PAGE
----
These are very pragmatic responses to some very significant concerns.
Yet this week's Gospel lesson comes as a challenge to that kind of thinking.
Jesus had been in Jerusalem for the feast, and at the start of chapter 6 he makes his way to the other side of the Sea of Galilee, where he is followed by large crowds. Passover is drawing near, and the people are hungry, so Jesus calls Philip to his side (St. John tells us, to "test" him). He asks Philip if he has any ideas about how they might feed the crowd. Philip surveys the situation and perceives that it is very grave. Some five thousand people are gathered there. Forget the fact that they are in the wilderness, up on a mountain. Even if there had been a grocery store nearby, Philip is aware that six months wages wouldn't be enough to feed them all. It seemed to Philip that they just didn't have enough. Their resources were no match for the situation they were facing.
Enter Andrew, Simon Peter's brother. We don't know what Andrew is thinking. He may have remembered how Jesus previously had been able to do remarkable things with limited resources. He may just have been thinking out loud. He says to the group, "There is a boy here who has five barley loaves and two fish." However, almost before anyone is able to think about what he said, he begins to back peddle: "But what are they among so many people?"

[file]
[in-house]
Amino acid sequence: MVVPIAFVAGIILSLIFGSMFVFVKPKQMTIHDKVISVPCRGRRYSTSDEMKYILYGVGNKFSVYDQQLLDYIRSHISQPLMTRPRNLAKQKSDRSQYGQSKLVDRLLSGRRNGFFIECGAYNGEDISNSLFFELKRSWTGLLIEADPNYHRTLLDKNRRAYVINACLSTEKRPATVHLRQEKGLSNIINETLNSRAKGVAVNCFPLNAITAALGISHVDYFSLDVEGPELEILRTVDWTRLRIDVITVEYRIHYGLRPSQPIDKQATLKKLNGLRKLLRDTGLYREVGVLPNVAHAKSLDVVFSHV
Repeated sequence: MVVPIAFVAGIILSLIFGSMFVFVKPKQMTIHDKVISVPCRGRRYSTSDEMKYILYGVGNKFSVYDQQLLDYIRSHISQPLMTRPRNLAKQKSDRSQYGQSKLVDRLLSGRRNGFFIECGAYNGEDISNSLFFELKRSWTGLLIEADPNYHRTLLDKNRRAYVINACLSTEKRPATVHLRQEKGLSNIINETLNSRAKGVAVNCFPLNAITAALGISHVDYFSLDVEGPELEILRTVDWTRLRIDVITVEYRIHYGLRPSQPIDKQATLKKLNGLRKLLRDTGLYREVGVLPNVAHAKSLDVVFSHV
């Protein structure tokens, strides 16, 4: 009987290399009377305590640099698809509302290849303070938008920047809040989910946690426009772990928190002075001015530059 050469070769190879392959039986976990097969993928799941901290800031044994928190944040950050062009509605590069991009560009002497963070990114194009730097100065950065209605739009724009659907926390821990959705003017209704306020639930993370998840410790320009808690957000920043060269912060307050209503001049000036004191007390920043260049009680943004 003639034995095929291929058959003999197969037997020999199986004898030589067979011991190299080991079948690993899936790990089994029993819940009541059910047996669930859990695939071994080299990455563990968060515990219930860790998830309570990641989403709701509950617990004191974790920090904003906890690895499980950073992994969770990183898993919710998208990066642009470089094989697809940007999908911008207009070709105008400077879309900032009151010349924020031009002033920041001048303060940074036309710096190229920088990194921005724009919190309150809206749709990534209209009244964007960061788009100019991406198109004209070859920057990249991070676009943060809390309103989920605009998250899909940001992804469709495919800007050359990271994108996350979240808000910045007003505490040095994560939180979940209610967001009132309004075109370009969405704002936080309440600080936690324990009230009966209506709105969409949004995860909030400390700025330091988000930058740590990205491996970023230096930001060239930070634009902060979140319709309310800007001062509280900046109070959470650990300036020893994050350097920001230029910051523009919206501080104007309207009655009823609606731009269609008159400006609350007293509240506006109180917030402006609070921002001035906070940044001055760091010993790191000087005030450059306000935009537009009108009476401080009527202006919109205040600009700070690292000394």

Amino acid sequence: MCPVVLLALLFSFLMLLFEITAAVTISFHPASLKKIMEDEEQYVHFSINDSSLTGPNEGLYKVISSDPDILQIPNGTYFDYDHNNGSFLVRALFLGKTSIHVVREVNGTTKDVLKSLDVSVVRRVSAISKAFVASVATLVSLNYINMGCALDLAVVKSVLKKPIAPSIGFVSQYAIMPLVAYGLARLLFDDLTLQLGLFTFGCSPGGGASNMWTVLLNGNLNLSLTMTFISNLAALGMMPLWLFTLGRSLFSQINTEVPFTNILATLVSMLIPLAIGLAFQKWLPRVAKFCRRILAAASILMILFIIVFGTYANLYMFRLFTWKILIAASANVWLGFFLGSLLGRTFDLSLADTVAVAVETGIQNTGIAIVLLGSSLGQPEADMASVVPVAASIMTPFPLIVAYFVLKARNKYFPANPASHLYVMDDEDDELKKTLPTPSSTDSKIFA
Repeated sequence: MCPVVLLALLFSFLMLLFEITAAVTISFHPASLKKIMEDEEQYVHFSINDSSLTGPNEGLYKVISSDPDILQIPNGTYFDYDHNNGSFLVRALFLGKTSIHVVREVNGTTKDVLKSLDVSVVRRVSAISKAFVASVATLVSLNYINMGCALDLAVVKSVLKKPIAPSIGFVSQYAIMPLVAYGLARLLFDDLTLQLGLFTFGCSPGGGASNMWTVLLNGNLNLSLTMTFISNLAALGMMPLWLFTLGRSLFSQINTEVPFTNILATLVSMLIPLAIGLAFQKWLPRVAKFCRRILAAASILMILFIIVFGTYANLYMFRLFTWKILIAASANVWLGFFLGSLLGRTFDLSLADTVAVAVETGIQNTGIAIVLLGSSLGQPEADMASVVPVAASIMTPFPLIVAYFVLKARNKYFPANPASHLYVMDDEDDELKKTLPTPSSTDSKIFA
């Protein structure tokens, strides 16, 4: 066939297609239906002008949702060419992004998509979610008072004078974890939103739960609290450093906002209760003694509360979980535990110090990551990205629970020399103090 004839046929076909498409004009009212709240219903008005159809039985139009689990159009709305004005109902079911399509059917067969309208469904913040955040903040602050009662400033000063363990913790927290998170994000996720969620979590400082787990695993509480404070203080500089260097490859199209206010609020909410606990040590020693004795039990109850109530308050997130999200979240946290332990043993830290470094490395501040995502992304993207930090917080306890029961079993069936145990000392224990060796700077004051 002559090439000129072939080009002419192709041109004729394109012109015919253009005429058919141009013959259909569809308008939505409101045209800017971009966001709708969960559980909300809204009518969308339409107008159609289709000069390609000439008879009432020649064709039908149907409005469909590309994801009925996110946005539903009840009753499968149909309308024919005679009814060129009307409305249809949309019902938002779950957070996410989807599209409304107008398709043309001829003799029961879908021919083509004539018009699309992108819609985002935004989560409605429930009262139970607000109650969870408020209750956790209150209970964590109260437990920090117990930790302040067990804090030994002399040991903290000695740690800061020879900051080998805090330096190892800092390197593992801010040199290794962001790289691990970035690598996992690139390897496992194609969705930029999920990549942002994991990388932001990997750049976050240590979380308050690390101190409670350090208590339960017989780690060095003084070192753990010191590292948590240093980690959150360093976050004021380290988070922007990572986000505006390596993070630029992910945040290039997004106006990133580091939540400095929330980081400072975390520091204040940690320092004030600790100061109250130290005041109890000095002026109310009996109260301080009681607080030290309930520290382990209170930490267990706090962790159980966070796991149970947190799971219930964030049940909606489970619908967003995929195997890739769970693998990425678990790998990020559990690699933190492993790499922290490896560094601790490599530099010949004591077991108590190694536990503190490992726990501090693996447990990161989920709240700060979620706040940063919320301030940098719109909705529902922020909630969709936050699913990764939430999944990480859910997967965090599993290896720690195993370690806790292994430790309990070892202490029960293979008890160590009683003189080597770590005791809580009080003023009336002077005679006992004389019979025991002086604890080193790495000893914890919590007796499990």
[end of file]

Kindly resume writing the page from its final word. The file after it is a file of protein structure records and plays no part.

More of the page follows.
It is ludicrous, after all. Five barley loaves and two fish. 5,000 hungry people, gathered in the wilderness. Any reasonable assessment of the situation would have reached the conclusion that there was absolutely nothing that could be done. Yet Jesus takes those loaves and fish. He gives thanks to God for them, and distributes them to those who are seated there. Remarkably, everyone is able to eat as much as they want, and when it is all said and done, twelve baskets of leftovers remain.
They didn't need six months wages to feed the crowd. All they needed was Jesus. And faith. The Apostle Paul claimed that Christian faith is foolishness to those who are perishing (1st Corinthians 1:18), but to us it is the power of God. He was right. There are times when we need to step away from the realistic and pragmatic thinking of Philip, and allow ourselves to be persuaded by the innocent and hopeful thinking of Andrew.
The church more often is guilty of low expectations than reaching too high. Christians are often unaware of how capable they are, if only they allow themselves to be led by the Holy Spirit, and encouraged by their faith in Christ.
5,000 hungry people faced Jesus that day, who stood before them with only five loaves of bread and two fish. He stands among us today, and encourages us to reach out with vision and courage. He seeks to remind us that God desires to do great things through us. He wants us to know that we can make a difference in this world. May we be faithful to his call. And may we open our hearts to what can happen when he is present in our midst.
Exploring This Week's Gospel:
- What caused Philip to be limited in what he could imagine Jesus would do?
- Why did Andrew point out that there was at least a little bit of food there?
- What did Jesus want Philip to discover on that day?
Connecting with This Week's Gospel:
- When have I been more pragmatic than faithful, when deciding what to do?
- What challenges lie before me today, that God would have me address?
- What can I do to remember that my faithfulness depends not on my own capacity, but on God's strength?